§ 37. Mr. Stonehouse
asked the Secretary of State for Foreign Affairs if he will make a statement on his participation in the Ministerial meeting of Western European Union at The Hague.
§ Mr. R. A. Butler
I gave an account in my speech in the House of 15th November and have nothing which I can usefully add.
§ Mr. Stonehouse
Did the right hon. Gentleman go to The Hague in his new role as peacemaker to try to smooth out the quarrels among the Six, particularly on agriculture? In view of those quarrels and disagreements among the Six, would it not be foolhardy for Britain to attempt to reach agreement within Western European Union on our attitude to the forthcoming negotiations in, for instance, the G.A.T.T., and would it not be wiser to retain our independence on these questions?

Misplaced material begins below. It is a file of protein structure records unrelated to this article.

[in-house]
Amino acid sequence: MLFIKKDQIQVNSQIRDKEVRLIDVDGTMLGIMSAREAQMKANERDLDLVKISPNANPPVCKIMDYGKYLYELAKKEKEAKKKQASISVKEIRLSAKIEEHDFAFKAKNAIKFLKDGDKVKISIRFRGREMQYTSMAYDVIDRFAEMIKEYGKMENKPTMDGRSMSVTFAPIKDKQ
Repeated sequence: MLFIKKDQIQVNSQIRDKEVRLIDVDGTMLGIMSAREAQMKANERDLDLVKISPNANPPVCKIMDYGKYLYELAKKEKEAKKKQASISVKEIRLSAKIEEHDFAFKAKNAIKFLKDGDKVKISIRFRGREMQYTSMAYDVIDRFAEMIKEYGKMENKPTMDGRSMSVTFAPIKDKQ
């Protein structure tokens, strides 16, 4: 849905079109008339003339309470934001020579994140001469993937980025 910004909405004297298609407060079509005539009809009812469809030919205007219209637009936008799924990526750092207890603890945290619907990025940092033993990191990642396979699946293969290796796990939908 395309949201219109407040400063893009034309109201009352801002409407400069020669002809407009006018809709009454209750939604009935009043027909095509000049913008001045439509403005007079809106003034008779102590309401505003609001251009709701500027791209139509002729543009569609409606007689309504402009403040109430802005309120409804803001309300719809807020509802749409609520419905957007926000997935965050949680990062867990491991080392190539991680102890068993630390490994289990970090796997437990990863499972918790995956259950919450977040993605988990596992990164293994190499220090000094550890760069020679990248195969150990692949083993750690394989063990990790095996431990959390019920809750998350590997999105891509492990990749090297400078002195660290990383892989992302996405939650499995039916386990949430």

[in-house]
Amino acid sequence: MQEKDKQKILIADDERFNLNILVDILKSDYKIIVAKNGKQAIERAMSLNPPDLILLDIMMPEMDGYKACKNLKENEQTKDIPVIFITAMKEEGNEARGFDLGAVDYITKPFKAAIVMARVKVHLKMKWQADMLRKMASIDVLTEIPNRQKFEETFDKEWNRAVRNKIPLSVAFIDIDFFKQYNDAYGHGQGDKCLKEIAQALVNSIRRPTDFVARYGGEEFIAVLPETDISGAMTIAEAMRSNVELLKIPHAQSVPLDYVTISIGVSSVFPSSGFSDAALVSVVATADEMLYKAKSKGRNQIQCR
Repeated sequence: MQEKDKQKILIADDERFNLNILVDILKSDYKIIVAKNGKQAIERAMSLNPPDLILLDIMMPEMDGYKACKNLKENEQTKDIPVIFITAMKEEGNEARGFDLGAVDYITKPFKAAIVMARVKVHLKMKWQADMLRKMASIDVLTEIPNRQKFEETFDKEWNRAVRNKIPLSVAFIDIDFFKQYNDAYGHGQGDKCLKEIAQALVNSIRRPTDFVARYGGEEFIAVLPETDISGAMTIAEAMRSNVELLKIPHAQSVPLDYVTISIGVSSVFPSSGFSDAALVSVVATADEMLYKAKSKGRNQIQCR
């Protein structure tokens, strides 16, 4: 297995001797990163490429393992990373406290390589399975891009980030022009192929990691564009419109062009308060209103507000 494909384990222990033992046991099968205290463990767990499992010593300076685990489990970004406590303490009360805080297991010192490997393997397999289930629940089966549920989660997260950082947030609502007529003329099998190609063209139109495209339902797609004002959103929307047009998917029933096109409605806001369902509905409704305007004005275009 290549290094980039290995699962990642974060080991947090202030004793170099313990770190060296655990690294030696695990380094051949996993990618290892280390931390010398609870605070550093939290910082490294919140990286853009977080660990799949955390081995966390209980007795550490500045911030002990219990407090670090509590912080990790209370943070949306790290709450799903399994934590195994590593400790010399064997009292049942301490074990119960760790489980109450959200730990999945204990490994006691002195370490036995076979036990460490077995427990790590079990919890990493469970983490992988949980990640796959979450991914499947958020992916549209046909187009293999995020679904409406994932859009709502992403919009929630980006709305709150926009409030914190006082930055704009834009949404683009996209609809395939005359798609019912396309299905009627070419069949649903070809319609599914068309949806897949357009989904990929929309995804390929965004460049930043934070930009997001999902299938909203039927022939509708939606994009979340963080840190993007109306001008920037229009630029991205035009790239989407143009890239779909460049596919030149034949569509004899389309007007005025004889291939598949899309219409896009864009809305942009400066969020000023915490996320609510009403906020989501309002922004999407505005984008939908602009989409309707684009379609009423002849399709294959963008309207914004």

§ Mr. Butler
There are two quite distinct questions. First, I must make clear that it is not for Her Majesty's Government to settle the problems of the Six;we have quite enough problems of our own. While we would regard it as valuable for the Six to have a successful outcome of their negotiations, I made quite clear at The Hague that Her Majesty's Government cannot interfere in the internal affairs of the Community. In relation to the next round in the G.A.T.T., the Kennedy Round, it is our desire to see this a success. It will mean a distinct cut in tariffs which will benefit not only us but the under-developed nations. Whether this is possible or not, following upon the negotiations about agriculture, is something we have to see, but the two matters must be kept separate.